Why Famine came to Ireland
What shall we do for timber?
The last of the woods is down.
Kilcash and the house of its glory
And the bell of the house are gone,
The spot where the lady waited
Who shamed all women for grace
When earls came sailing to greet her
And Mass was said in the place.
My grief and my affliction
Your gates are taken away,
Your avenue needs attention,
Goats in the garden stray.
The courtyard’s filled with water
And the great earls where are they?
The earls, the lady, the people
Beaten into the clay.
In the early nineteenth century, Alexis de Tocqueville, who toured Ireland three years after his American travels, wrote to his father:
You cannot imagine what a complexity of miseries five centuries of oppression, civil disorder, and religious hostility have piled on this poor people.... [The poverty is] such as I did not imagine existed in this world. It is a frightening thing, I assure you, to see a whole population reduced to fasting like Trappists, and not being sure of surviving to the next harvest, which is still not expected for another ten days.
And this was in 1835, ten years before the Famine began!
Pushed further and further away from their dark ancestral fields, the majority of Irish farmers found themselves trying to feed their families from ever smaller plots, so arid and stony that no one else wanted them, sometimes, as one old song has it, even attempting to plow the rocks themselves. Dispossessed of their property because of their race, deprived of all civil rights because of their religion (including the right to object to anything that was being done to them), the “mere Irish,” as the conquerors were fond of calling us, had sunk as low as possible. When former American slave Frederick Douglass visited Ireland in 1845 to rally support for the campaign to abolish slavery in America, he wrote of the Irish,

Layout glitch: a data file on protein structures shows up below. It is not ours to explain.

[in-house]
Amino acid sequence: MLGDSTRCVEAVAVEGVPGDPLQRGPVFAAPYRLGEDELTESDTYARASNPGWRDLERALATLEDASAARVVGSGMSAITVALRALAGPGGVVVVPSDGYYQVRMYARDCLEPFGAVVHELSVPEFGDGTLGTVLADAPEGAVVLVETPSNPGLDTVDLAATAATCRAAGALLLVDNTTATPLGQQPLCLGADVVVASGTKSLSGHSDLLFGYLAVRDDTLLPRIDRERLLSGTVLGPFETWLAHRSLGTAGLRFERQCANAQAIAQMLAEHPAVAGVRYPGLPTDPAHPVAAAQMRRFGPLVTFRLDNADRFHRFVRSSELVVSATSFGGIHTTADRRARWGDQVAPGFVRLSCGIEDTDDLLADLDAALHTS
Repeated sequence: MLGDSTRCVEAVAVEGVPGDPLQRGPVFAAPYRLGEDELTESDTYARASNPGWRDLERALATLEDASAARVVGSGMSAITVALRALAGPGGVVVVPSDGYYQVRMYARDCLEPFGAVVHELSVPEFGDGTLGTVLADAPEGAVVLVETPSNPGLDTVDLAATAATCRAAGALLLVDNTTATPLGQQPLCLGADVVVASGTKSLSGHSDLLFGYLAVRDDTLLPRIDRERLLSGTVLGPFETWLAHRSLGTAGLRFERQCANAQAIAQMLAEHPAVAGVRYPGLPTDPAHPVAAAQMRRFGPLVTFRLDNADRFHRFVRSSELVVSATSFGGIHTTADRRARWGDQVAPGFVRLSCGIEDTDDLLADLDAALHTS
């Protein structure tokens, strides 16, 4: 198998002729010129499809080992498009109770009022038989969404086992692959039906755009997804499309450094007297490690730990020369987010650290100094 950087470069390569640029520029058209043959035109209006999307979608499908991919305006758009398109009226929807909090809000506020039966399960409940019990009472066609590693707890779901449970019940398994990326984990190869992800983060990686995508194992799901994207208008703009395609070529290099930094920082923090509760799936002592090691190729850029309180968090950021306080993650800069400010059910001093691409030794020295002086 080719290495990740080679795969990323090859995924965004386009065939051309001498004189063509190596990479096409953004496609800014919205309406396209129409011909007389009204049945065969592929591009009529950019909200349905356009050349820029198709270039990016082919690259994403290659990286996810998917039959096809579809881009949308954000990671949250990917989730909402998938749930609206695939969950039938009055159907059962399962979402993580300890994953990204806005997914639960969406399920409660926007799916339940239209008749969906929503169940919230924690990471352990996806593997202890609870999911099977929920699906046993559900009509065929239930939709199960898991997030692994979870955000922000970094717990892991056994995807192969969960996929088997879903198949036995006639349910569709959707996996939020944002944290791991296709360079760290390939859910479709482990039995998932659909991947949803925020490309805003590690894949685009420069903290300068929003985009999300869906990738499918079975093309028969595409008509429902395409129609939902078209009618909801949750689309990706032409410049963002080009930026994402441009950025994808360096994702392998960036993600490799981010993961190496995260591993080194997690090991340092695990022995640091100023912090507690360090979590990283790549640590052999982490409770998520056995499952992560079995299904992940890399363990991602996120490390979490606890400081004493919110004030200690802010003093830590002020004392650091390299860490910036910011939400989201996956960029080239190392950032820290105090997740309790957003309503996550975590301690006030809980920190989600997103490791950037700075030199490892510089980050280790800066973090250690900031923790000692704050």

Never did human faces tell a sadder tale … these people lacked only a black skin and wooly hair to complete their likeness to the plantation negro. The open, uneducated mouth – the long gaunt arm – the badly formed foot and ankle – the shuffling gait … all reminded me of the plantation, and my own cruelly abused people.
In such circumstances, the miraculous potato, first brought to Cork by Walter Raleigh, made continued existence possible, because its astonishing yield, even in stony ground, enabled a farmer to feed his family, though the land he worked was hardly bigger than a postage stamp. By the beginning of the nineteenth century, therefore, the mere Irish had come to rely almost solely on the potato, which had even brought about a population increase, making Ireland – with 8.5 million people – the most populous country in Europe.
But the circumstances of this population were perilous. Though a great landlord might own as much as 60,000 acres, an Irish peasant owned an acre or two if he was lucky, nothing at all if he was unlucky – in which case he worked his landlord’s fields as a serf. The yield from these fields never reached him or his family: it was virtually all exported by his landlord for cash. As the landlords grew ever more prosperous, they and their cousins in England began to put out the story that the Irish were born to their condition by nature. Their poverty was the result of their own laziness. Thanks to Catholic superstition, their minds were hopelessly clouded. It was a scientific fact that the Irish were naturally inferior, and there was nothing that could be done about it really. In 1845, just before the first famine struck, a young American visitor recorded in her diary this encounter in the West of Ireland:
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